As we had seen in the other glaciers we've come across, it was a bright cobalt blue where the ice had recently been exposed, and we were able to see new calves that still had that blue color. We were also able to see some beautiful waterfalls on the way, as well as the harbor seals and unknown birds I mentioned above. 

We get sort of complacent about these glaciers now, but it's still amazing to see them, even from a quarter-mile away because they are just sooooo massive. We try to get perspective by looking at the birds flying around the terminus of the glacier and comparing those specks to the massive block of ice, or hearing the naturalist say that this glacier often produces calves that are bigger than houses, but it doesn't do it justice. Then you hear the crack of the ice separating and see small pieces falling into the water, and you can just imagine the sound that would result from a house-sized calf. We didn't get to see any big pieces fall, but the group that went to Sawyer Glacier after us did and said the sound was thunderous.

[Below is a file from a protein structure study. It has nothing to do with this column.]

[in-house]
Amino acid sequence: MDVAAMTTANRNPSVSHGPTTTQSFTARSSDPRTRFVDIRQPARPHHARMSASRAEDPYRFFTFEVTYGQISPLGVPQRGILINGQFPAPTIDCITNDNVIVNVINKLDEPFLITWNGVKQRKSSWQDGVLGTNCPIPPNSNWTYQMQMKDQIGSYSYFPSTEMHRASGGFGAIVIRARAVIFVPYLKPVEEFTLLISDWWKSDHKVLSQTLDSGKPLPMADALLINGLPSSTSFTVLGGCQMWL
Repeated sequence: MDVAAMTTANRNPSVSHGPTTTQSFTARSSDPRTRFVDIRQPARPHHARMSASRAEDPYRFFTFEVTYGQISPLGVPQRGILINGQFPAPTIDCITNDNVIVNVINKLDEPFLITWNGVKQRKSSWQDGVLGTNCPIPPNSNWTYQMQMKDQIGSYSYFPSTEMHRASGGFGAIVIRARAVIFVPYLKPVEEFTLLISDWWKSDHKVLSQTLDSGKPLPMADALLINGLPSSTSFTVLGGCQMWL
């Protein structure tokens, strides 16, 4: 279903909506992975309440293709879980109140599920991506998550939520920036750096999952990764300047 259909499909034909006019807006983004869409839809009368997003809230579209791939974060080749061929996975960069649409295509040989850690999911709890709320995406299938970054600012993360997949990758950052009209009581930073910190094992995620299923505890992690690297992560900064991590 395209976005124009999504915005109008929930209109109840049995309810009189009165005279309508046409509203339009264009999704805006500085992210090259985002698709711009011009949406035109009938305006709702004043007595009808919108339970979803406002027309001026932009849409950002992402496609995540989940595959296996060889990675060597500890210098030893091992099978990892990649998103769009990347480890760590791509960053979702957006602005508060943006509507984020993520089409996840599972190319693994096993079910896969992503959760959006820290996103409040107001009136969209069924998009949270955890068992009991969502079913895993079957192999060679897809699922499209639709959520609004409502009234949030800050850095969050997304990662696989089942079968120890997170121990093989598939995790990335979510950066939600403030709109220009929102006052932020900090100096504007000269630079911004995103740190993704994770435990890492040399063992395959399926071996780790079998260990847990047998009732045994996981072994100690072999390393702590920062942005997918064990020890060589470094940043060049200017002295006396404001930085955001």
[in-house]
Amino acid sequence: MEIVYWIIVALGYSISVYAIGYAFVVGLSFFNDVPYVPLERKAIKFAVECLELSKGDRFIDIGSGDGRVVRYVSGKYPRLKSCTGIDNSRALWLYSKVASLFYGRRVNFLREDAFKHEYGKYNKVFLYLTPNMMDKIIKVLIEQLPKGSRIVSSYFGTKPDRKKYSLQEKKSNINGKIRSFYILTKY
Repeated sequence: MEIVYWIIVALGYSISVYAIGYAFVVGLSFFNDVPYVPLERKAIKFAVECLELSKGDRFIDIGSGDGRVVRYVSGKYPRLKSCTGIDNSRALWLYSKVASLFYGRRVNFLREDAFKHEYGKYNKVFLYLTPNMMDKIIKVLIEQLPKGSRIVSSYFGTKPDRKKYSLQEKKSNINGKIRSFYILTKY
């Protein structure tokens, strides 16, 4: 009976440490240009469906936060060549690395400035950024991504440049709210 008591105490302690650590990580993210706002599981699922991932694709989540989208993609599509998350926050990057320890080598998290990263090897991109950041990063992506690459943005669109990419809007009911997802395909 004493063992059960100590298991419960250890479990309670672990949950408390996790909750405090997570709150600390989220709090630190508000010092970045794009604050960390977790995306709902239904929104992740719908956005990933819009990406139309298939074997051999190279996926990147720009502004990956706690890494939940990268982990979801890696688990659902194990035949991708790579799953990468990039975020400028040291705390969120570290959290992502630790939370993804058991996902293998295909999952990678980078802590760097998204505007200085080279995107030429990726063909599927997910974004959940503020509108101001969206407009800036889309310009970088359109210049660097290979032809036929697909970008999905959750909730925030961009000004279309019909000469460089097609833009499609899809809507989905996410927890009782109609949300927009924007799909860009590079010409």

(like this very strategically placed bell?)

These two below are like Where's Waldo, only it's Where's the goat and eagles? I'll give you a hint: the top photo has the goat and the bottom one has the eagles.

When our group returned to the ship, the next group went in the zodiacs to Sawyer and we went in the ship to South Sawyer. We obviously couldn't get as close in the bigger ship, but we were able to see the terminus, and we saw three mountain goats in the hills. They looked like little white specks, but with binoculars, we could see that they were a nanny and kid and another separate one. I still can't believe the seemingly sheer rock faces they were hanging out on, but I guess that's what they're made for. Also, on our way back to pick up the zodiacs, a group with the mega-mondo cameras found a juvenile bald eagle sitting in a tree on an island, which was quite a trick considering that the eagle didn't yet have the distinctive white head. We only saw that in passing, but it was still pretty cool.

Once everyone was back on board, we had a few presentations by the National Geographic photographers and naturalists on staff, then we had lunch and prepared for our afternoon in Williams Cove.